In 2011, the Mexican economy continued the recovery process that began in mid-2009, with growth in the year standing slightly under 4%, essentially fueled by domestic factors: solid performance in private demand, stability in the rate of job creation in the formal sector, as well as the incipient improvement in real wages growth, which has decisively supported private consumption.
This sustained improvement has not generated inflationary pressures since core inflation remained stable thanks to the absence of pressures on demand, the slower increase of processed food prices and the exchange rate performance. The volatility of the global backdrop since August triggered the depreciation of the local currency and the decrease of various commodity prices. Nevertheless, these factors ultimately had a limited impact on inflation. The Bank of Mexico has thus been able to continue with the monetary pause it implemented in mid-2009, with a lending rate that remains at 4.5%. With respect to currency movements over the year, the Mexican peso lost 8.3% against the euro year-on-year. Thus the impact of the currency on the balance sheet and business volume in the area is negative. The average exchange rates also declined, though, in this case to a lesser extent (down 3.2% year-on-year). Thus, the effect of the currency on the income statement was slightly negative. Unless otherwise stated, all comments below refer to changes at constant exchange rate.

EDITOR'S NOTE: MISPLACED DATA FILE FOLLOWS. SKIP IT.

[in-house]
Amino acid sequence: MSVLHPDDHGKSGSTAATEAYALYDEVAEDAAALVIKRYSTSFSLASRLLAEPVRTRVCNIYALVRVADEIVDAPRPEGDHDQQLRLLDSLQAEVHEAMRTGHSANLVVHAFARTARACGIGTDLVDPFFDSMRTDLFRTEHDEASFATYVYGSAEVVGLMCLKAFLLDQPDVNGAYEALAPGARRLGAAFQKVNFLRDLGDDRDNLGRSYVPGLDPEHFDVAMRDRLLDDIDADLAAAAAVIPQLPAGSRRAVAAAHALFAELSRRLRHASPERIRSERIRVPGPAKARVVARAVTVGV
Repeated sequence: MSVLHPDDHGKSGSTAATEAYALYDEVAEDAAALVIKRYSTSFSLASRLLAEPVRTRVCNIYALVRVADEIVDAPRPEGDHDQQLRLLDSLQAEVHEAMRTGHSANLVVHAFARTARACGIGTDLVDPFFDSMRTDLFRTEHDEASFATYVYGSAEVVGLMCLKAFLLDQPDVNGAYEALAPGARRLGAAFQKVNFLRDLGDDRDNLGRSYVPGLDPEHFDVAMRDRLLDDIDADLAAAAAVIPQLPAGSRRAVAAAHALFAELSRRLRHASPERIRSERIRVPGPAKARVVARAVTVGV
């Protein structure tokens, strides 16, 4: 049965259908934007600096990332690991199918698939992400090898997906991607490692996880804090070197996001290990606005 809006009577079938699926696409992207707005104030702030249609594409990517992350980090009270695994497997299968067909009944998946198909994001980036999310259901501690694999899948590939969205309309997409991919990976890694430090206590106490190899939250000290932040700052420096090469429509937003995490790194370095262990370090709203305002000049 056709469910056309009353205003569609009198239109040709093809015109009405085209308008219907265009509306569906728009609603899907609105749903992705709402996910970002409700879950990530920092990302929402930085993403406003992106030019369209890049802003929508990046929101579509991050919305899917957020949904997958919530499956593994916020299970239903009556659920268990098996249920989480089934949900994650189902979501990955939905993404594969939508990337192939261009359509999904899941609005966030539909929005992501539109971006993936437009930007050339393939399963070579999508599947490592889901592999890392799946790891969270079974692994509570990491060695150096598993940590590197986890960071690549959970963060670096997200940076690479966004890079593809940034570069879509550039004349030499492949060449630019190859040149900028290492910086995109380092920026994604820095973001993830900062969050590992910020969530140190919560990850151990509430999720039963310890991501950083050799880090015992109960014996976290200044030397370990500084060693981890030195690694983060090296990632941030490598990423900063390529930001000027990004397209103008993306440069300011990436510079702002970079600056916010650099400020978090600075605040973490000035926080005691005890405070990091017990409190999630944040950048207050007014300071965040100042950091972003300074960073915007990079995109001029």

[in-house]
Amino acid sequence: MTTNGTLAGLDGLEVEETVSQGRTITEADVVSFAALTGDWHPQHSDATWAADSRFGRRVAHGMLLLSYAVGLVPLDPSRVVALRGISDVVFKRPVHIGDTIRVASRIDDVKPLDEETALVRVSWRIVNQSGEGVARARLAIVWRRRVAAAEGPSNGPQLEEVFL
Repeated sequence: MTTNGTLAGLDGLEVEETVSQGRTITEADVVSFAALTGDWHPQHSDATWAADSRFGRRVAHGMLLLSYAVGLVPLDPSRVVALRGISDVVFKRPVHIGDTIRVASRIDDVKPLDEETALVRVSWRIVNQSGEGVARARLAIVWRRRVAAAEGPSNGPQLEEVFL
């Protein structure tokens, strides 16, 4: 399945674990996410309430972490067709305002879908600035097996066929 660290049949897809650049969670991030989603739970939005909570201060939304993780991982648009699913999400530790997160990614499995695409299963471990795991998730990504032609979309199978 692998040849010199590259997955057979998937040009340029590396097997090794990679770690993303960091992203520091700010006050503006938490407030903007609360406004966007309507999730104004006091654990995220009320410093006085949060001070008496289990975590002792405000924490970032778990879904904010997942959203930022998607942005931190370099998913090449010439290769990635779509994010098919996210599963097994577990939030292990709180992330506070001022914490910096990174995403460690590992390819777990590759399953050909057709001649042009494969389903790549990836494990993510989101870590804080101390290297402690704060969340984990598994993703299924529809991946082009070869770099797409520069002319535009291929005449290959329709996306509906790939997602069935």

Mexico has developed clear strengths throughout recent years in terms of the definition and implementation of its monetary and fiscal policies and prudent regulation measures, which are especially relevant for the soundness of the Mexican banking system, for example.